CAPTURING THE QUIET MOMENTS… examples of good writing
I’ve come across three figures of speech that I like very much and thought I would share because of their gentle, soft quality. It’s easy to be dramatic. It’s much harder to capture the smaller moments
The first is from the poet Ezra Pound (who I admit isn’t a personal favourite, but I do like this).
And the days are not full enough
And the nights are not full enough
And life slips by like a field mouse
Not shaking the grass
The idea of something NOT happening is arresting, isn’t it? What else might not happen…a hand no longer raised in anger but the fear remains, the light of recognition gone from an elderly relative’s eyes, a key no longer turning in the front door at 7 O’Clock…any of these could be the start of/or part of a poem or a story or a passage of writing that might turn out to be anything….
The image of a door and lock leads me to a line from To the Lighthouse by Virginia Woolf. A mother slowly closes the children’s bedroom door. so slowly that “the tongue of the door slowly lengthens in the lock.” You can feel how gently that door is closed, how carefully the handle turned so the children won’t wake. Good writing is about being there.
The last one comes from the New Zealand short story writer Katherine Mansfield who was a friend of Virginia Woolf. Here a girl is listening to her grandmother in bed saying her prayers last thing at night:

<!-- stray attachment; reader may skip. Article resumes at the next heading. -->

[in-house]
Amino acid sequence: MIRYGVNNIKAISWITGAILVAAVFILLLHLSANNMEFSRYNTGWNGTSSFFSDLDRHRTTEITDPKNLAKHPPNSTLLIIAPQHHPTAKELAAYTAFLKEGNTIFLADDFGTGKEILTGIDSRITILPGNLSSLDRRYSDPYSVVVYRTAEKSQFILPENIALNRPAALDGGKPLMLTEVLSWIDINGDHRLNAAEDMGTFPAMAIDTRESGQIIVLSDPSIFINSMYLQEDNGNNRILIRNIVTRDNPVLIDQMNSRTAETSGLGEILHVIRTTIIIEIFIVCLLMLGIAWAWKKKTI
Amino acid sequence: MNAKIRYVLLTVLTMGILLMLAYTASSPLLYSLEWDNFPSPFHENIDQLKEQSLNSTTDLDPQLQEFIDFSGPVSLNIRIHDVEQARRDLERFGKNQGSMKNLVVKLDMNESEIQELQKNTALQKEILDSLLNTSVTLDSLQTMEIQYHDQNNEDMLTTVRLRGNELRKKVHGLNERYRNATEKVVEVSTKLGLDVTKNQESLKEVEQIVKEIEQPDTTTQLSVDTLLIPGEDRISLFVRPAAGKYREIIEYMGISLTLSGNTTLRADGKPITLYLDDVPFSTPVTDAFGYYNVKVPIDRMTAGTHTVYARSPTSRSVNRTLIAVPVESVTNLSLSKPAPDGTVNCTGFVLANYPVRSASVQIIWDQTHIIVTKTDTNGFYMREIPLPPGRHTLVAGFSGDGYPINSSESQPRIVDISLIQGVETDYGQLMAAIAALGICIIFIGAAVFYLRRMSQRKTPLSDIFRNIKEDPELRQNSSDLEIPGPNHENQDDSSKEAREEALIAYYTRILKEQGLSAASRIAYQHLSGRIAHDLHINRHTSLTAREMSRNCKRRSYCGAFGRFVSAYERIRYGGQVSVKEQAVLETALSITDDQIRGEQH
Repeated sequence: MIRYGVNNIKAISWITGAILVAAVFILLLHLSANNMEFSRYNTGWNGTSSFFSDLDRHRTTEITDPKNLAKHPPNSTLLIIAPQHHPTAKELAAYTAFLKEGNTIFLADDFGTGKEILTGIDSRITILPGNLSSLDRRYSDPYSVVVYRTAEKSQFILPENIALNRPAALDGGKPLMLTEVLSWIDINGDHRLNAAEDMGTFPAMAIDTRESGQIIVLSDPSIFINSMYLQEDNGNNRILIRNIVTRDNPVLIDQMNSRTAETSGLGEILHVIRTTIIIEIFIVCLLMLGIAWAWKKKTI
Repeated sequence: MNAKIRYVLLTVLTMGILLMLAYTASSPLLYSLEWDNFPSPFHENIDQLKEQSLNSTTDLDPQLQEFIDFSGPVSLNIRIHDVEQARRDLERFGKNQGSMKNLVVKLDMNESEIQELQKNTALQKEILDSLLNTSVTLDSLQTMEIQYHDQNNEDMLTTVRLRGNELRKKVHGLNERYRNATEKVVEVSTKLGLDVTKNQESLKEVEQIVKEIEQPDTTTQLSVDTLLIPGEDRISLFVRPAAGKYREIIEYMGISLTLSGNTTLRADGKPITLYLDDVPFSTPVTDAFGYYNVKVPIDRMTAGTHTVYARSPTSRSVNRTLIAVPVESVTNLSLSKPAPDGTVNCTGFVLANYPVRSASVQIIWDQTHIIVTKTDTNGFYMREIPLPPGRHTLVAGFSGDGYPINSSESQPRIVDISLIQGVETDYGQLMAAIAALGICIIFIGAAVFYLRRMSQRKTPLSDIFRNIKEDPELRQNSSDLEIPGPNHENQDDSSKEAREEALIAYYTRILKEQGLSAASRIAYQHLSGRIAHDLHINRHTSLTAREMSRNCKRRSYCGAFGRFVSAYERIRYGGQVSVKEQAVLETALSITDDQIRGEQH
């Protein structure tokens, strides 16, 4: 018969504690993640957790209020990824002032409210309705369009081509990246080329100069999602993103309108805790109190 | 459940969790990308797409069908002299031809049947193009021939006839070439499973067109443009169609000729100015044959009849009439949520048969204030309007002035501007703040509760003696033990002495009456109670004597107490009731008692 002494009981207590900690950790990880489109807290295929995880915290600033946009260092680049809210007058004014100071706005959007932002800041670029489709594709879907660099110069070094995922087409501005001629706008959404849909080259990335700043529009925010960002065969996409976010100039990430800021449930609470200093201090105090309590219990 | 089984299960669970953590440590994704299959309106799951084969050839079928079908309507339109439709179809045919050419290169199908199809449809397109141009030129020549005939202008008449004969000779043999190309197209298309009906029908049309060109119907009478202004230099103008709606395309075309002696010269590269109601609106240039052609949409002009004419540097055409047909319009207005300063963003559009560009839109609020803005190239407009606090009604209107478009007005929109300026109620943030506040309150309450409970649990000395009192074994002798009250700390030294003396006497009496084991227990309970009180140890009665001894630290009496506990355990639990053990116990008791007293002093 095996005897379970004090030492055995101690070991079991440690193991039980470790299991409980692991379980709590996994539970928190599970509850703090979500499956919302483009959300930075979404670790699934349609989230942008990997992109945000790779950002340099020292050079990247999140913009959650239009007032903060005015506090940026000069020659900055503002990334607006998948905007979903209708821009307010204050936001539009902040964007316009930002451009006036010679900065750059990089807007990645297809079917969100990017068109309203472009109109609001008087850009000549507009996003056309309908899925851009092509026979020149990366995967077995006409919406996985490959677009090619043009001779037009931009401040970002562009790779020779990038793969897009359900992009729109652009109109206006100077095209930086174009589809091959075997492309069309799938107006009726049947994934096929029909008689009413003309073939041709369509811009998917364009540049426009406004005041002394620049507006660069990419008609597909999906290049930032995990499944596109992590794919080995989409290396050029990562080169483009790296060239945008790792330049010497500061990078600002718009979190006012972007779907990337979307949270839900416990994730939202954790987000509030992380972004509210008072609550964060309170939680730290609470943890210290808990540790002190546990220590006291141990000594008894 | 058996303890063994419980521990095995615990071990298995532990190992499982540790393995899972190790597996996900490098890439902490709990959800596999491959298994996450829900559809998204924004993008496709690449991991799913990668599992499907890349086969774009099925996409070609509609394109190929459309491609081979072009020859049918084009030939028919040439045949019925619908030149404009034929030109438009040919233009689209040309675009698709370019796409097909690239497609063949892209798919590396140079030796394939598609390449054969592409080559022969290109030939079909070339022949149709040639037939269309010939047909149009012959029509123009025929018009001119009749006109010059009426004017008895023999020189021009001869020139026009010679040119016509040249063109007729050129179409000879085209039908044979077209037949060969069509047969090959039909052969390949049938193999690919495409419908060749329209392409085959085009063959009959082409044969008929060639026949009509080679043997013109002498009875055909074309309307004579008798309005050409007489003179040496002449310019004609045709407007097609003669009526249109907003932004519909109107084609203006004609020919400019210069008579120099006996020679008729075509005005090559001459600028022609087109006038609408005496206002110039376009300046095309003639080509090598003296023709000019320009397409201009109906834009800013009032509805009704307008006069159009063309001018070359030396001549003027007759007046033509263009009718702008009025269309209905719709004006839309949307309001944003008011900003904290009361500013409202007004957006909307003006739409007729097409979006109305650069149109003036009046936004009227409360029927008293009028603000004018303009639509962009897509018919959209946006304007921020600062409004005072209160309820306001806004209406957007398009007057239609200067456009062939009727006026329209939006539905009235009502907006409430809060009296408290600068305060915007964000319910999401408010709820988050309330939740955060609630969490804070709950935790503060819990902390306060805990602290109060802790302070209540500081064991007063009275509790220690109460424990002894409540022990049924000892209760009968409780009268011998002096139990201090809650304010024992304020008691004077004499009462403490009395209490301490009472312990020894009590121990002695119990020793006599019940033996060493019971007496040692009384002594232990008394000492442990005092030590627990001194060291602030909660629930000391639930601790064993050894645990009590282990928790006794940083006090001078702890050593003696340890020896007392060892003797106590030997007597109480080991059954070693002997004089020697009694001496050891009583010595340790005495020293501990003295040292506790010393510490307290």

‘a long, soft whispering, as though someone was gently, gently rustling among tissue paper to find something.’
Have you come across a line or an image that struck you – made you feel you were in the scene or sent the hairs at the back of your neck stand up?
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Reblogged this on theowlladyblog.
Reblogged this on Jean Sasson and commented:
This is a very nice blog. I recommend it.
Thank you! A nice comment to wake up to on Monday morning…
“If I read a book and it makes my whole body so cold no fire can ever warm me, I know that is poetry.”
That’s a Jane Austen quote, and I think it perfectly describes the feeling you asked about at the end of the post. Often I’ll read and suddenly get shivers all over me. I thought at first I was only getting cold, but as I got older it was too much of a coincidence and is definitely because of the beauty of whatever I’m reading.
It’s the feeling I hope my poetry can someday inspire in people.
I haven’t come across that Jane Austen quote before so thank you for sharing it. Emily Dickenson said something the same – can’t find it right now – but you’re right, it’s that rare feeling that this combination of words, in this order, have created something so special, so essentially right and beautiful that it has a physical impact. The Woolf extract comes very near to that for me…
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